French bank Credit Agricole said Wednesday it posted a record 6.47 billion euro ($8.7 billion) loss for 2012 after booking a massive fourth quarter charge but was now "turning the page".
The bank said it would be launching a three-year strategic plan aimed at saving 650 million euros.
In the fourth quarter alone, the bank posted a loss of 3.98 billion euros, mostly due to exceptional items.
Part of the loss, 838 million euros, was due to Credit Agricole's exit from its Greek bank Emporiki.
It also booked 2.67 billion euros in losses in writing down the value of its assets and an 837 million charge for the re-evaluation of the value of its debt.
"2012 was a year of transformation and streamlining. We are turning the page and we will develop this year a new medium-term plan," the bank's chief executive Jean-Paul Chifflet said in the statement.
"It will show that we are going forward on a solid foundation."
Traders seemed confident that the worst was behind the bank and shares in Credit Agricole rallied 3.89 percent to 7.61 euros on a Paris stock market down by 0.69 percent at close.
Stripping out exceptional items, the banking group's fourth quarter earnings rose by 10 percent from the same period in 2011 to 548 million euros.
For 2012 as a whole it put net earnings before exceptional items at 3.0 billion euros.
It said its retail banks generated 3.5 billion euros in profit.
Credit Agricole's management said that it would propose not paying a dividend for 2012, following on from 2011 when it also made no payout to shareholders after suffering a loss of 1.47 billion euros.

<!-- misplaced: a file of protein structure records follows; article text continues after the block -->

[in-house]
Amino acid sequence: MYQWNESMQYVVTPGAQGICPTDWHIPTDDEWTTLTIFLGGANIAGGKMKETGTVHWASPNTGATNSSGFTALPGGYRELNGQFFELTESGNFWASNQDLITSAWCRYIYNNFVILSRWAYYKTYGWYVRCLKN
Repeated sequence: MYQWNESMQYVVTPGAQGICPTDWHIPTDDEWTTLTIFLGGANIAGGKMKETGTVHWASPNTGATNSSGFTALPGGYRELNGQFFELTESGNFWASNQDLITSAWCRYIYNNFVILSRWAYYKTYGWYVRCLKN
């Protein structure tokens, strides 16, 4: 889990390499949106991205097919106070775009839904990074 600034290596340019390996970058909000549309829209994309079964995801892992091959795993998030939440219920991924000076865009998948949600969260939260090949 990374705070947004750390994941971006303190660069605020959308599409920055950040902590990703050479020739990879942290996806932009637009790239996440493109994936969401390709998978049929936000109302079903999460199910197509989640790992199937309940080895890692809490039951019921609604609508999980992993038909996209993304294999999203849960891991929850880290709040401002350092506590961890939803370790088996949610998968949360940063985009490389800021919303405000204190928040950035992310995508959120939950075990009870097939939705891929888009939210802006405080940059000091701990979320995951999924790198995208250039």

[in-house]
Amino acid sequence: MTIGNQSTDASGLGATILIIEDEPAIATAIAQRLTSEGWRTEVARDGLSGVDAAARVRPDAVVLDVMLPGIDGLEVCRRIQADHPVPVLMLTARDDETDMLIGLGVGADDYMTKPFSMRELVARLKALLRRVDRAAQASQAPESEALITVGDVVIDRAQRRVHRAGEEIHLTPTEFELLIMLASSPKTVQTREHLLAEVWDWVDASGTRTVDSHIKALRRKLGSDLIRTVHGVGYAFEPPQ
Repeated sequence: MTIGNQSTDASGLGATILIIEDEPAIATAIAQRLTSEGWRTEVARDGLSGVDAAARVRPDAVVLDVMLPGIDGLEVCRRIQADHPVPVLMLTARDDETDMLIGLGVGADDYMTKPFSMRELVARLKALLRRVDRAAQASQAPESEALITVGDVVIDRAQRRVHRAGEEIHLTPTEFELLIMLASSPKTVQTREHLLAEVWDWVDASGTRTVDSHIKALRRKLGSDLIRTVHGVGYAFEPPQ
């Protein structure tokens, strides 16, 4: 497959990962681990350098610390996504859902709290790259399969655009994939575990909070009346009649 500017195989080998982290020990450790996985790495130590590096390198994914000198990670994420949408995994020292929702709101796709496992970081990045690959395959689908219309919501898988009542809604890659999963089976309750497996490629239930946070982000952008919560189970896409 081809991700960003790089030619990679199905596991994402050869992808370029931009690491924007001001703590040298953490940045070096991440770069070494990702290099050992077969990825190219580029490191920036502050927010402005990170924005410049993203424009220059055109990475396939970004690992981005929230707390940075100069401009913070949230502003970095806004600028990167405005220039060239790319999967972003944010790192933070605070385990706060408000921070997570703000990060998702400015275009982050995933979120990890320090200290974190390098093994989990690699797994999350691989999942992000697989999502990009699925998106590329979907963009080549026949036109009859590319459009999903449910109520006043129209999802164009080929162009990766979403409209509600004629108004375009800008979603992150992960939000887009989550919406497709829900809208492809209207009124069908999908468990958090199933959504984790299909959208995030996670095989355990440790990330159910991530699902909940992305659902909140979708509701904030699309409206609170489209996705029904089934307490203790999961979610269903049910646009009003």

The bank did not disclose how many jobs may be cut as part of the new plan to generate 650 million euros in savings, saying it would provide details later.
Last year it shed 2,300 jobs at its investment and consumer finance units as part of a previous savings plan.
The bank had been hoping to write off its loss on selling Emporiki against its taxes, but French tax authorities refused.
This increased the loss from 706 million euros to 838 million euros, said finance director Bernard Delpit.
"Our presence in that county cost us dearly," commented Chifflet.
However Credit Agricole's Greek acquisition wasn't the only costly adventure. Like many banks it bought many assets in the early 2000s when prices were high.
It booked 2.67 billion euros in charges to revalue those assets in line with their current market value.
Other charges also brought the bank's accounts in line with current market conditions.
"We have turned the page and profoundly transformed the group," said Chifflet.
The bank's core capital ratio was 9.3 percent according to the new Basel III rules, and it said it would increase that to 10 percent at the end of 2013.